Lady Irvine is of course the former Mrs Donald Dewar and left her husband in the early Seventies for the then up-and-coming lawyer Derry Irvine. What is less well known is that Irvine himself was also married at the time their affair began. He had married Margaret Veitch in 1962 when he was 22 and she was 23. In 1970, when Irvine stood as a Labour candidate at Hendon North, it was Margaret who appeared at his side. When she divorced her husband in 1974, the co-respondent was Alison Dewar. It has been said that Irvine and Dewar didn't speak to each other again until 1994, when both were pallbearers at the funeral of John Smith. Irvine, however, has said that the two of them maintained a cordial relationship, especially as the two Dewar children were raised in his home. "Donald and I have met over the years on many occasions and had conversations perfectly harmoniously in the interests of the children," he said last year.


The name of Pugin has become inextricably linked with that of Lord Irvine. Pugin was the architect who oversaw the rebuilding of the Palace of Westminster after a fire in the mid-19th century and the Lord Chancellor's apartments are being restored in his original style. Born in 1812, Pugin equated good design with high moral standards and led a campaign for the Gothic style, which he considered to be an expression of a just and Christian society in contrast to the social ills of 19th-century industrialism. He was mainly responsible for the Victorian Gothic Revival and was a considerable influence on John Ruskin.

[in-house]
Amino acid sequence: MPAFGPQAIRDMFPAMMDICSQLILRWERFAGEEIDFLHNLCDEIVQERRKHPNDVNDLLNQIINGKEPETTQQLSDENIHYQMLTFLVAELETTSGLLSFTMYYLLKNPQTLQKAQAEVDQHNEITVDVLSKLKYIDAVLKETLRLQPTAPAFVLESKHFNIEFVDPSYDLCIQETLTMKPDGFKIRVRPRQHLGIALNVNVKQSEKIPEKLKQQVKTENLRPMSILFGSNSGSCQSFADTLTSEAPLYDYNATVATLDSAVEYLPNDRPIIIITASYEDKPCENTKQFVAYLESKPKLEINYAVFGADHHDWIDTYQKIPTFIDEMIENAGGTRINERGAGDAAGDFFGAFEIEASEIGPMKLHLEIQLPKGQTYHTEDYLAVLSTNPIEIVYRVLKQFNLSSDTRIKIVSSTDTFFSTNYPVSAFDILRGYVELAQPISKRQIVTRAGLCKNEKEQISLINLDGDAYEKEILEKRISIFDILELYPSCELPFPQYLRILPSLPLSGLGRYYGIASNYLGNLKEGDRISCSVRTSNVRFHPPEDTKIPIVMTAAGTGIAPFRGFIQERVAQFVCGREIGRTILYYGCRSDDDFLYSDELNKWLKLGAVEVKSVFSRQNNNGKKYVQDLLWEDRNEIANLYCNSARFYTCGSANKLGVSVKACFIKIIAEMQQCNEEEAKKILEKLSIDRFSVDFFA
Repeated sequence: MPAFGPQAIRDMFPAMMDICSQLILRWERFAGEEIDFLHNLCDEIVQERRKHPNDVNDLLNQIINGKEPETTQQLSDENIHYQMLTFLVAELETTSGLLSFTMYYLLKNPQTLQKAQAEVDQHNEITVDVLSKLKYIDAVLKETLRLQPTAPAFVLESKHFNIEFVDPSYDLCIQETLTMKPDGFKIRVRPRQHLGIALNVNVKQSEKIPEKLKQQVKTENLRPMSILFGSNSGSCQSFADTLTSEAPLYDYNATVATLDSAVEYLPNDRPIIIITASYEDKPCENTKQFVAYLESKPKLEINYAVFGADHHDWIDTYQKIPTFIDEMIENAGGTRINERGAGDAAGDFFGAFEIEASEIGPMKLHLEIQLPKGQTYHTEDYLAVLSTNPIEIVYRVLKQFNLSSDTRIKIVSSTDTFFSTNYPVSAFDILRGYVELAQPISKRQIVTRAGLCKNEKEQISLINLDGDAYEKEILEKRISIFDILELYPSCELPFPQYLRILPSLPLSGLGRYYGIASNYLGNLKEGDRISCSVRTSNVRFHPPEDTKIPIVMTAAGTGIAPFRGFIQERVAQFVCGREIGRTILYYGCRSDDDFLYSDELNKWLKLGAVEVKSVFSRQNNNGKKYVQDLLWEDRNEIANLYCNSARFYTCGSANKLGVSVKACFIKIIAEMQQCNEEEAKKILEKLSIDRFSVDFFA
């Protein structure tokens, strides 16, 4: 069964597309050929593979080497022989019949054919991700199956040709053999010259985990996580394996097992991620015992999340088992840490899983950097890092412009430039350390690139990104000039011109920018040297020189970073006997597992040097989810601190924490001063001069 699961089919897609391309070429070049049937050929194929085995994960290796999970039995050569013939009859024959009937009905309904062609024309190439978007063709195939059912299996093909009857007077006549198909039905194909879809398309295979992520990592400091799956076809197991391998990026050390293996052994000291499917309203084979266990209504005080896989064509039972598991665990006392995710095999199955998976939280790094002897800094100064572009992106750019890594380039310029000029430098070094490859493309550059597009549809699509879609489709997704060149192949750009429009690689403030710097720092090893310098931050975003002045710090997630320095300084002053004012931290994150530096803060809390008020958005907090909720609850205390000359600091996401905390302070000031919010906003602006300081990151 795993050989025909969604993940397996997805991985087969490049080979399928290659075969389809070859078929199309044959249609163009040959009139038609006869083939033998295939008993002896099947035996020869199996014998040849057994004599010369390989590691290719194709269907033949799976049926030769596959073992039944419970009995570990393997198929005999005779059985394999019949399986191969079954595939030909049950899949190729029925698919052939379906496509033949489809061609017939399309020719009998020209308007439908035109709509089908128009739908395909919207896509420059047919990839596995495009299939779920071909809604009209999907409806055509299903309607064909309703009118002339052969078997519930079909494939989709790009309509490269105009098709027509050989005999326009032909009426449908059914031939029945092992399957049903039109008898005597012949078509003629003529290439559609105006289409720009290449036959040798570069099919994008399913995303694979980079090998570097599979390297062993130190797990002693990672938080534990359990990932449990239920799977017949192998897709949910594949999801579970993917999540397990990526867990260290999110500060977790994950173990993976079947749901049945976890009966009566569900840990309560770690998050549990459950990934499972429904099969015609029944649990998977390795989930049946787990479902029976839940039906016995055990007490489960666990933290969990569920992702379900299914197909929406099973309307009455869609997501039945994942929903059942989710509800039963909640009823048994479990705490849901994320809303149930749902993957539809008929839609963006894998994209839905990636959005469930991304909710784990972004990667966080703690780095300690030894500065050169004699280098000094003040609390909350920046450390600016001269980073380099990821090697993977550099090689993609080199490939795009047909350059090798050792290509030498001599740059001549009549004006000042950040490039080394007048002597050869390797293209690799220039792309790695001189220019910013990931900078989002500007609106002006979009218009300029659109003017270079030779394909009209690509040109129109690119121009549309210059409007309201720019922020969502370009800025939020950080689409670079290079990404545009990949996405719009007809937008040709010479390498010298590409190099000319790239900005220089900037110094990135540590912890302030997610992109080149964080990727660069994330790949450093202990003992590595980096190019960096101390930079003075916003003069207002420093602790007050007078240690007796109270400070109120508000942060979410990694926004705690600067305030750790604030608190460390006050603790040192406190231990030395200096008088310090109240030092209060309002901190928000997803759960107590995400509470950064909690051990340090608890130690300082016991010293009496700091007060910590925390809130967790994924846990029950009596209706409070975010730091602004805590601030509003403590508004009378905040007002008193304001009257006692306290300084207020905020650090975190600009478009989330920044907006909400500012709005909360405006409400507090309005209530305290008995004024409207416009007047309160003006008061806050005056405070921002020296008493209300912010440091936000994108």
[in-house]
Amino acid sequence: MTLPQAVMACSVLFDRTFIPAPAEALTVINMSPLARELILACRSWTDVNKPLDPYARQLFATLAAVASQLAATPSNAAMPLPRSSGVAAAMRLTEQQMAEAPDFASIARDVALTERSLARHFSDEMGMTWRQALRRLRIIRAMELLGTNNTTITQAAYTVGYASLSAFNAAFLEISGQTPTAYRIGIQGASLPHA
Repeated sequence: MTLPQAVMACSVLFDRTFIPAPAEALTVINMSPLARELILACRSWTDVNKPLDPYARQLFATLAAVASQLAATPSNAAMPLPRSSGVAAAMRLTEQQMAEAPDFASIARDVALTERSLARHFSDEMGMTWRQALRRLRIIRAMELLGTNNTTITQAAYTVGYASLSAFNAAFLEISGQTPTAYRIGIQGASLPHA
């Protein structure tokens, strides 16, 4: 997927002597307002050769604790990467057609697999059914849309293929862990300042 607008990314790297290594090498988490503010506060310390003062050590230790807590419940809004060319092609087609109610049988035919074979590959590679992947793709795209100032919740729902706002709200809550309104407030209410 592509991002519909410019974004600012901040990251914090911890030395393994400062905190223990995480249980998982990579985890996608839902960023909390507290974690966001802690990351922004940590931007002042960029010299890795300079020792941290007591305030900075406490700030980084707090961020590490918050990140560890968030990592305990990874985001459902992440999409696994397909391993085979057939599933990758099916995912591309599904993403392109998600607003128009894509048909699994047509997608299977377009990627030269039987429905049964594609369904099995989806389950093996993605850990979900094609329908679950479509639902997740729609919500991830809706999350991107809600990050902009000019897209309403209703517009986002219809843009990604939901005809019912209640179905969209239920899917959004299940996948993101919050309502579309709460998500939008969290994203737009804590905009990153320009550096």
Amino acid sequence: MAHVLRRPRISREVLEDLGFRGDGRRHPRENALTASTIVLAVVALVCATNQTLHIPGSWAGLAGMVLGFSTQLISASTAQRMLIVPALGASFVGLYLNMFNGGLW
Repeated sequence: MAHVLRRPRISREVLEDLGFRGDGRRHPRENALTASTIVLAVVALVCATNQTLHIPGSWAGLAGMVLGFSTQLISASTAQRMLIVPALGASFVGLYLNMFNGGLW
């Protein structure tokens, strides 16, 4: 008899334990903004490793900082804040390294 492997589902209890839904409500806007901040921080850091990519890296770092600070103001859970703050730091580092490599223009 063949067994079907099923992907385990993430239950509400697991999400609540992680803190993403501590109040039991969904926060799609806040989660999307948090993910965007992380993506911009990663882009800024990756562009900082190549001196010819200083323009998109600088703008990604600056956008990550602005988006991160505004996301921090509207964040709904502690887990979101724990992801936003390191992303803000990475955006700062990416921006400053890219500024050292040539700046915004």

"He has never got over losing his children, it was a terrible blow," a close friend says of Donald Dewar, who was left behind in Glasgow with only his books for company when his wife took their two children and went off with the then Derry Irvine in the early Seventies. Dewar has never remarried and is generally regarded as something of a lonely figure. He never goes on holiday. "If you haven't got anyone to go on holiday with, what's the point in going?" he said recently, somewhat poignantly. He has been known to refuse dinner invitations on Christmas Day, preferring to stay at home with a good book and a plate of fish fingers. Such behaviour tends to bring out a mothering instinct in women. "They worry about him eating properly and remembering to get his hair cut," says a female friend.


Margaret Irvine moved to Canada in 1976. She lives alone in a hamlet 40 miles from Toronto, where she teaches children with special educational needs. Still bitter about the break-up of her marriage, she said recently, "I haven't spoken to my ex-husband since I left Britain. I've cut all that out of my life. I had to put him behind me. After the way he behaved, I wouldn't want to stay in touch with him. It still upsets me."


Lord Irvine is the Government's top earner, with a salary of pounds 142,508, which is pounds 40,000 more than Tony Blair. Twenty years ago, he became the country's youngest QC at the age of 37.